Unfortunately, 50-75+ percent of the workforce do not function well in these spaces.

Workspaces can and need to be tuned in order to help us feel better, focus better, and engage better, said David. “They have a real strength and important role in that regard, and can help us to access our neurodiverse superpowers. This can help us build a wiser and more balanced community.”

Coworking is packed with neurodivergent minds. “It’s a world of beauty when you start to peel back what neurodiversity is.”

David explained that neurodivergence is an understanding of autism, dyslexia, ADHD, bipolarity, and other conditions, which are all part of the natural variations of the human brain. “Neurodiversity is our natural state, and to be neurodivergent is to have a diagnosis of a certain extremity of the spectrum that we’re all on.”

So, what can workspace operators do to create a more inclusive space for everybody?

David offered some tips and strategies to take forward:

  1. Create quiet spaces, such as little alcoves, sanctuary spaces, or rooms dedicated to quiet work. “As people walk into your space, they are interviewing the physicality of your space and looking for sanctuary spaces.” Make sure they see spaces that reflect their own needs.
  1. Make sure there are spaces where people can sit with their backs to the wall. This helps people feel safe, and it can have a profound impact on their mental state.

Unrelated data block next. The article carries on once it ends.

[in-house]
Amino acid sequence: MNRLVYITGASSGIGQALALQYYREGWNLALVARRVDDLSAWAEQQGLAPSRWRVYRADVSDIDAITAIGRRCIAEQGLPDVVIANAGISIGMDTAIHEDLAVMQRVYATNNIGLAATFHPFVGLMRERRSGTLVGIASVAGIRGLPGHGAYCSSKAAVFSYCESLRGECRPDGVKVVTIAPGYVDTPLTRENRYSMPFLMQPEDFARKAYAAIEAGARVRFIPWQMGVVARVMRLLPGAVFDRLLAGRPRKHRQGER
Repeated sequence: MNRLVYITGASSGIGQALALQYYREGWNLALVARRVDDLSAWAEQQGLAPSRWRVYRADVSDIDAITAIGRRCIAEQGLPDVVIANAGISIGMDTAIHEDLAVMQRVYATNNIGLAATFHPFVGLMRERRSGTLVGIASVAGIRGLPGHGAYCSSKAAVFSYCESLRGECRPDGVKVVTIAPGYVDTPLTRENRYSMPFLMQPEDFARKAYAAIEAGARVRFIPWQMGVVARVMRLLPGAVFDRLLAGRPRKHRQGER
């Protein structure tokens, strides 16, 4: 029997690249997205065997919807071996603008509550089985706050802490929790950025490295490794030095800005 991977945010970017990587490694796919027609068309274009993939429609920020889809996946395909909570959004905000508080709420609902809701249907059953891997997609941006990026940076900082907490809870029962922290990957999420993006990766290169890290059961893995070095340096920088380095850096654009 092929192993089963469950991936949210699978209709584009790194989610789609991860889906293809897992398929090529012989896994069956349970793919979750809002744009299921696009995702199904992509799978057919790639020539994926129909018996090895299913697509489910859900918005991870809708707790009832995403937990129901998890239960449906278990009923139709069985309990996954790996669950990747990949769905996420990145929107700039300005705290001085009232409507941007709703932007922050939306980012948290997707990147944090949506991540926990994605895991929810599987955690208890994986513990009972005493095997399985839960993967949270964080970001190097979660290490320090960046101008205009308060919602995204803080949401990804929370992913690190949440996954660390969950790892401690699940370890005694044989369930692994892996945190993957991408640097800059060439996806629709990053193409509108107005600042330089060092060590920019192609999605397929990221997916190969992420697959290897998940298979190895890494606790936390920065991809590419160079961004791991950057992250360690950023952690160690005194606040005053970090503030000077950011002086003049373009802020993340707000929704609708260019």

1. Be mindful of not only creating for an avatar of yourself, or a reflection of your own personality and needs, but think about designing for extreme needs, too. Remember the phrase ‘Nothing about us, without us’ — this means don’t try to create an inclusive space for others without first talking to them and finding out what they need from you.

Philip Vanhoutte: Let’s build the foundations for people to do their best work.

Philip drew on research from Leesman research, which has been surveying 180,000 people over the past 15 months.

It revealed that working from home is rated as superior compared to working in offices by 30% of respondents, and productivity at home is also rated 20% better than in offices.

The distressing part is that 30% of people who work at home do not have a dedicated, closed space; they have a kitchen to work in, or a bedroom, or in some cases only a bathroom.

“We are in an unprecedented situation where we have both substandard offices, and substandard homes.”

Digging further into the research, Philip revealed that on a scale of 100, the office ranks a low 33 for noise reduction and focus rooms; 40 for temperature control and good air; and 35 for plants, nature and light.

“This is a license to fire facilities managers!” said David. These are basic requirements, yet “people still don’t get it.” Workplaces are failing their people on fundamental amenities like good quality air, and yet are still expecting them to work well in substandard conditions.

“We have to have buildings that are designed both for physical and mental wellbeing. My message is, let’s build the foundations for people to be able to do their work.” This is especially important now that many people are thinking about going back to work; those who face a poor quality office will prefer to work in a local coworking space that is designed for their needs.

“Are you clear yet about the opportunity for coworking?”